Senator David G. Argall (R-29) thanked members of the task force for raising awareness of the problem of blight in communities of all sizes and for playing an instrumental role in helping municipalities deal with abandoned and dilapidated properties.
“Since this group was created in 2007, we’ve seen new laws created to provide stronger enforcement tools to municipalities so they can hold problem property owners accountable for allowing their property to fall into a dangerous state of disrepair, as well as laws to help municipalities to remediate blighted properties,” Argall said. “All of this progress is a direct result of the task force’s hard work over the past decade. Anti-blight laws are already having a positive impact in communities across the state, and I am hopeful we can continue to build on that success by exploring even more ways to tackle this problem.”
“I am looking forward to continuing the positive work of the Blight Task Force in my new role as the Chairman of the Senate Urban Affairs and Housing Committee,” said Senator Tom McGarrigle (R-26). “The task force has done some incredible work over the past couple of years which has benefited numerous Pennsylvanians. I plan to work closely with them and to work in a bipartisan and bicameral way to accomplish their legislative priorities.”
“Blighted properties are a problem in every corner of Pennsylvania. Through the Blight Task Force, Senator Argall has brought together legislators from both sides of the aisle and both chambers as well as stakeholders and community leaders to find solutions,” said Housing Alliance of PA Policy Director Cynthia Witman Daley. “The Blight Task Force is the legislative process at its best.”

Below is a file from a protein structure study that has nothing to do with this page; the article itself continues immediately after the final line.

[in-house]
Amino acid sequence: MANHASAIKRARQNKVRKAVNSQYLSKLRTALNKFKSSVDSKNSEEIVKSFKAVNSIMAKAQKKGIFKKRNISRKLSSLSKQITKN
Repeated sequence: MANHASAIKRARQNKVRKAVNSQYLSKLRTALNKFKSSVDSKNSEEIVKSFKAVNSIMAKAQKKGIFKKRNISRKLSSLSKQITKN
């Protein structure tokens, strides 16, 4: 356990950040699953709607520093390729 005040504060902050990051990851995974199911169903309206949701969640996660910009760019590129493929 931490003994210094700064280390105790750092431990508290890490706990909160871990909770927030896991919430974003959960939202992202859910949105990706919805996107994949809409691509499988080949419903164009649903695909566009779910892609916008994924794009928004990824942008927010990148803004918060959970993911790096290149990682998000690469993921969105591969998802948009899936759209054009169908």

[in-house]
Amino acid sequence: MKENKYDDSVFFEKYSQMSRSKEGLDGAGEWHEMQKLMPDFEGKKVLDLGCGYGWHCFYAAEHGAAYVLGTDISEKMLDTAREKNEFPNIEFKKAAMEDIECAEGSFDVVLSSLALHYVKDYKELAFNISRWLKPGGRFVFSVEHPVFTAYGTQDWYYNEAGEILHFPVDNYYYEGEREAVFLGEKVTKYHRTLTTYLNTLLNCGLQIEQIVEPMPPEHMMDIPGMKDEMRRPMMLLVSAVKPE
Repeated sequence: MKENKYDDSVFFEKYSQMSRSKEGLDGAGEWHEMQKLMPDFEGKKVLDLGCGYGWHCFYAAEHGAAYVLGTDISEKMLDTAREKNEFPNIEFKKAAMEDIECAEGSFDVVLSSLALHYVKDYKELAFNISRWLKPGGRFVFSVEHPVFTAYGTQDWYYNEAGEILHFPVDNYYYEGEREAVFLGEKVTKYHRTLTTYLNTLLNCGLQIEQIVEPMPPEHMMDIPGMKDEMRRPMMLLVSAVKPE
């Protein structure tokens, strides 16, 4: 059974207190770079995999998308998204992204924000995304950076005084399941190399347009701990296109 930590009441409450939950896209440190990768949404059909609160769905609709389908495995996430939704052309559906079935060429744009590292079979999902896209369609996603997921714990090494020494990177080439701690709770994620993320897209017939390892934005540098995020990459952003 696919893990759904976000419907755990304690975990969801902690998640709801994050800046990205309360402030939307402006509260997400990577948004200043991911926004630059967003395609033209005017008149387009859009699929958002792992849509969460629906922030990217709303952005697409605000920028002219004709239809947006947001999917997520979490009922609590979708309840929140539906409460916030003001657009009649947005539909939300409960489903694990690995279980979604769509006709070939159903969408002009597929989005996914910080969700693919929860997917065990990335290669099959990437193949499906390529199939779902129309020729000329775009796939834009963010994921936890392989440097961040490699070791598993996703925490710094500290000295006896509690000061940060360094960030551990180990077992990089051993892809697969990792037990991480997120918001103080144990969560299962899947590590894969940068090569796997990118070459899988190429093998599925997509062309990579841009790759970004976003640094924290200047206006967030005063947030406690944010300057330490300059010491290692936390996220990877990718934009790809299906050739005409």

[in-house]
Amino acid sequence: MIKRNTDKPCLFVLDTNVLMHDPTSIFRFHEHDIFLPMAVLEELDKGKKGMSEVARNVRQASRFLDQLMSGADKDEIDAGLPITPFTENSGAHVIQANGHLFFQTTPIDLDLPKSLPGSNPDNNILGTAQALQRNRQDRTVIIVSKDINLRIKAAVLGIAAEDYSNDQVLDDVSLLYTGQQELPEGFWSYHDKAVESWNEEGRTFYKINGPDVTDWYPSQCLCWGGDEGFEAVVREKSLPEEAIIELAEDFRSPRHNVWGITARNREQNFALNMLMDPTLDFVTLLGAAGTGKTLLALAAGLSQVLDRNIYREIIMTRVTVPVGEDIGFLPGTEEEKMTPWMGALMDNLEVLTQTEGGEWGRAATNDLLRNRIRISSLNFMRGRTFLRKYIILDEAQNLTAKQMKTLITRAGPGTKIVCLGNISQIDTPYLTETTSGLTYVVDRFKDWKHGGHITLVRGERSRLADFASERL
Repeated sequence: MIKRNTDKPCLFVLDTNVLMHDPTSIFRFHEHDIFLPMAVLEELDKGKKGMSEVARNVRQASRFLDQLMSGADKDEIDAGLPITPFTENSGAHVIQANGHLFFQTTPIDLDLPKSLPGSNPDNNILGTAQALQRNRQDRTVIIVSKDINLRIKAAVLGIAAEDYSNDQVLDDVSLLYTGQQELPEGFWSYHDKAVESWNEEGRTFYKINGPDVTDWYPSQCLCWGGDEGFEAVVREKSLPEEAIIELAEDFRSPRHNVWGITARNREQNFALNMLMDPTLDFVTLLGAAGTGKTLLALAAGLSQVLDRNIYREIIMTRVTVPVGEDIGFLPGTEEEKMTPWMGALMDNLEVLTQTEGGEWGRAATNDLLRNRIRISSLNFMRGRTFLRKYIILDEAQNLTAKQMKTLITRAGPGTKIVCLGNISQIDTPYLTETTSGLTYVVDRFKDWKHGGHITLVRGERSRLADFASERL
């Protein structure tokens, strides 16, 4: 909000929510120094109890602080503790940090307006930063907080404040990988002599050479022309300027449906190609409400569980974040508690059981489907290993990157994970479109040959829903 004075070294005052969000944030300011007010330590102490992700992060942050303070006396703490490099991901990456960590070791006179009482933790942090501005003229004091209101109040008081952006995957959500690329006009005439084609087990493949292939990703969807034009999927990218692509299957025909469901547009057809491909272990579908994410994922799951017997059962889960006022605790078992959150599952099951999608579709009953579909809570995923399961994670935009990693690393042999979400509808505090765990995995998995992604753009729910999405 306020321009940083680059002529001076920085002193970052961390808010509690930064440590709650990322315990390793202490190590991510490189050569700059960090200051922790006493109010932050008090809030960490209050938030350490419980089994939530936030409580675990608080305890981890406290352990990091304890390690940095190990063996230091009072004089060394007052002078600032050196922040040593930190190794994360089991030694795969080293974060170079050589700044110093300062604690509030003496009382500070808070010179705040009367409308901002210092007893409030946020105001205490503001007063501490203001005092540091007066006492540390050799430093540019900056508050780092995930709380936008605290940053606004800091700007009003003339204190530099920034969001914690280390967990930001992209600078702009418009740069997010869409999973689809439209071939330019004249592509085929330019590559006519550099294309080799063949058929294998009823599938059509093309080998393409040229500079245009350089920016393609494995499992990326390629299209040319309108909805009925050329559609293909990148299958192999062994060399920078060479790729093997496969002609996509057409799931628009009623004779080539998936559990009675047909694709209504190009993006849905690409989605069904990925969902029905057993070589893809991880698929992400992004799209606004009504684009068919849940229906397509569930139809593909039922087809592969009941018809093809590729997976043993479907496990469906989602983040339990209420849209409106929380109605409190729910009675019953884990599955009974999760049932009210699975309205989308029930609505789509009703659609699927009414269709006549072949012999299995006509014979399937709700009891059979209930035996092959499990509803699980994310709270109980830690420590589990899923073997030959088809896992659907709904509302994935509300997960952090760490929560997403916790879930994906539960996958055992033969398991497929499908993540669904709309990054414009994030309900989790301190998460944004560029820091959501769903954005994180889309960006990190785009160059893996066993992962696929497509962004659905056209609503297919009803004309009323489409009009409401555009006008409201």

Among other legislative priorities, the group is encouraging the creation of a new law to accelerate the foreclosure of abandoned and vacant properties. Under current law, it can take up to a year and a half to complete the foreclosure process. Legislation that has already been introduced in the Senate would reduce that time frame to no more than 240 days, and the House of Representatives’ Urban Affairs Committee is scheduled to consider a similar bill this week.
Members also expressed a desire to create a uniform legal definition of blight to ensure properties that meet that definition can be dealt with accordingly.
“The resolve to legislate a uniform definition of blight that will benefit Pennsylvania has been a truly bi-partisan effort,” said Department of Community and Economic Development Policy Director Steve D’Ettorre. “It has involved the Administration, Senate, and House of Representatives, as well as a number of key stakeholders.”